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Made an improvement to my battery grid biasing today. Initially I was injecting the -9V through a grid bias resistor, and using a 0.22uF cap before that to block DC. Since I also have an LL1676 transformer at the input I decided to remove the 0.22uF cap and the grid bias resistor and put the battery at the bottom of the input transformer secondary instead, between the transformer and ground. This gives the advantages of no cap in the signal path, and much lower resistance to ground for the grid (more stable bias).

The bass improved considerably, and the entire presentation became clearer and more balanced. The battery is bypassed with a 10nF Multicap RTX polystyrene. The transformer secondary is loaded with an RC network of 2nF+850ohms, and the transformer is run in a 2:1 stepdown with primaries and secondaries in parallel.

I highly recommend this bias arrangement; the preamp loves it and so do I!
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Old 27th November 2012, 12:54 PM   #2227
Magz is offline Magz  United States
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Made an improvement to my battery grid biasing today. Initially I was injecting the -9V through a grid bias resistor, and using a 0.22uF cap before that to block DC. Since I also have an LL1676 transformer at the input I decided to remove the 0.22uF cap and the grid bias resistor and put the battery at the bottom of the input transformer secondary instead, between the transformer and ground. This gives the advantages of no cap in the signal path, and much lower resistance to ground for the grid (more stable bias).

The bass improved considerably, and the entire presentation became clearer and more balanced. The battery is bypassed with a 10nF Multicap RTX polystyrene. The transformer secondary is loaded with an RC network of 2nF+850ohms, and the transformer is run in a 2:1 stepdown with primaries and secondaries in parallel.

I highly recommend this bias arrangement; the preamp loves it and so do I!
Attached is a schematic of the new input and biasing arrangement. It sounds far, far better to my ears than the standard arrangement with cap and resistor.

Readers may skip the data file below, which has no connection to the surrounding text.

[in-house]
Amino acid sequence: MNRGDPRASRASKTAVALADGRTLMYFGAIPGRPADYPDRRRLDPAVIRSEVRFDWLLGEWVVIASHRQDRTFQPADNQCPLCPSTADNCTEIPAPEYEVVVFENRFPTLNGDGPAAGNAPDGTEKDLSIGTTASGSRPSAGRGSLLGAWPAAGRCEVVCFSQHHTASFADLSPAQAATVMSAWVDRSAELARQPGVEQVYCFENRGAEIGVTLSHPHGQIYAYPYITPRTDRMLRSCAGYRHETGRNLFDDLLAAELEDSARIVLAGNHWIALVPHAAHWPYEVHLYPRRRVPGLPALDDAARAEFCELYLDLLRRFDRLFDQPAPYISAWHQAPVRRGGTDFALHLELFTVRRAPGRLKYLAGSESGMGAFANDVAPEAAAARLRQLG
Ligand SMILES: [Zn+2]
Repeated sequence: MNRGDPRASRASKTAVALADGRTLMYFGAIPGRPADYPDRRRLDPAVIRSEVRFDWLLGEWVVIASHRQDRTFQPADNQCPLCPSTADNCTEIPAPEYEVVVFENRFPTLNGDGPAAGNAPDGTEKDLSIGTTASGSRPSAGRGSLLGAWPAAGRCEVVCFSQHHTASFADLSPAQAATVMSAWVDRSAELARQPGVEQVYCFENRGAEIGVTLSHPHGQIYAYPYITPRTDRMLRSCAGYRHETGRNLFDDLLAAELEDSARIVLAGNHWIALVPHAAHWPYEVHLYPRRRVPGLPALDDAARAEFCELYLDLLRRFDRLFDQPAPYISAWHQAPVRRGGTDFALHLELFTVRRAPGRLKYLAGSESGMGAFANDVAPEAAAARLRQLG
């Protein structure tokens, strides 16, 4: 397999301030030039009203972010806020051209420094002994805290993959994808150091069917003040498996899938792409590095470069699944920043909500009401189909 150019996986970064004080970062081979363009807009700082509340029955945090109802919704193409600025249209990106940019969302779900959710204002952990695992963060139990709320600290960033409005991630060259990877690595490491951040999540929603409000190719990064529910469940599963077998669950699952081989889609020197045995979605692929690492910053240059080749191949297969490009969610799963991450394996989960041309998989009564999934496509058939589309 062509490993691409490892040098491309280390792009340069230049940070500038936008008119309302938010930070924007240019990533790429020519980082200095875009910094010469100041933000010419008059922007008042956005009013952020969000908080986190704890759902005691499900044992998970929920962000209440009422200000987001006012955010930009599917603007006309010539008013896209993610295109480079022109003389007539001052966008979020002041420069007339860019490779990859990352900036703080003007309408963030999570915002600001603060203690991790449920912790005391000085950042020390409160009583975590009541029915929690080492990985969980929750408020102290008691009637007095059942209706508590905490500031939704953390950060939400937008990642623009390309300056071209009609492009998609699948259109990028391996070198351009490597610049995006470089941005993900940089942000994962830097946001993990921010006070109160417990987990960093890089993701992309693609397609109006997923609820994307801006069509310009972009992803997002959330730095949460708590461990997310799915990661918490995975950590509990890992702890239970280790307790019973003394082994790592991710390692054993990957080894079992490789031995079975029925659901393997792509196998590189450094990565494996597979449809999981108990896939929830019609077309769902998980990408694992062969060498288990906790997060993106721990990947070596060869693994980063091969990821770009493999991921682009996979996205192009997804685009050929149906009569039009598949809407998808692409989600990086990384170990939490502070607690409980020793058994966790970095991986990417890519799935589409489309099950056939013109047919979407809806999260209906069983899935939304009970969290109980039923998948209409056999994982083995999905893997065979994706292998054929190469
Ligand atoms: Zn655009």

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File Type: jpg 26 Preamp Input Circuit.jpg (14.6 KB, 447 views)
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Old 27th November 2012, 05:27 PM   #2228
Magz is offline Magz  United States
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Attached is a schematic of the new input and biasing arrangement. It sounds far, far better to my ears than the standard arrangement with cap and resistor.

Not sure why my caps came out looking so off kilter, but I re-drew them in paint. I guess you knew what I meant, though...
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File Type: jpg 26 Preamp Input Circuit.jpg (14.6 KB, 434 views)
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Old 28th November 2012, 03:47 PM   #2229
CFT is offline CFT  United States
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Originally Posted by Magz View Post
Attached is a schematic of the new input and biasing arrangement. It sounds far, far better to my ears than the standard arrangement with cap and resistor.
That's a good idea!
I could try it out on mine too. Thanks Magz!
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Old 28th November 2012, 10:56 PM   #2230
Richard is offline Richard  Australia
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Hi Magz,

Thank you for posting your results and schematic. I was thinking about doing the same thing, but I was a bit worried about damaging the transformer if it is spec'd for 0 current with the 26 drawing a very little grid current.

Does anyone have any thoughts of limiting any potential damage to an input transformer in this setup?

Cheers,

Rich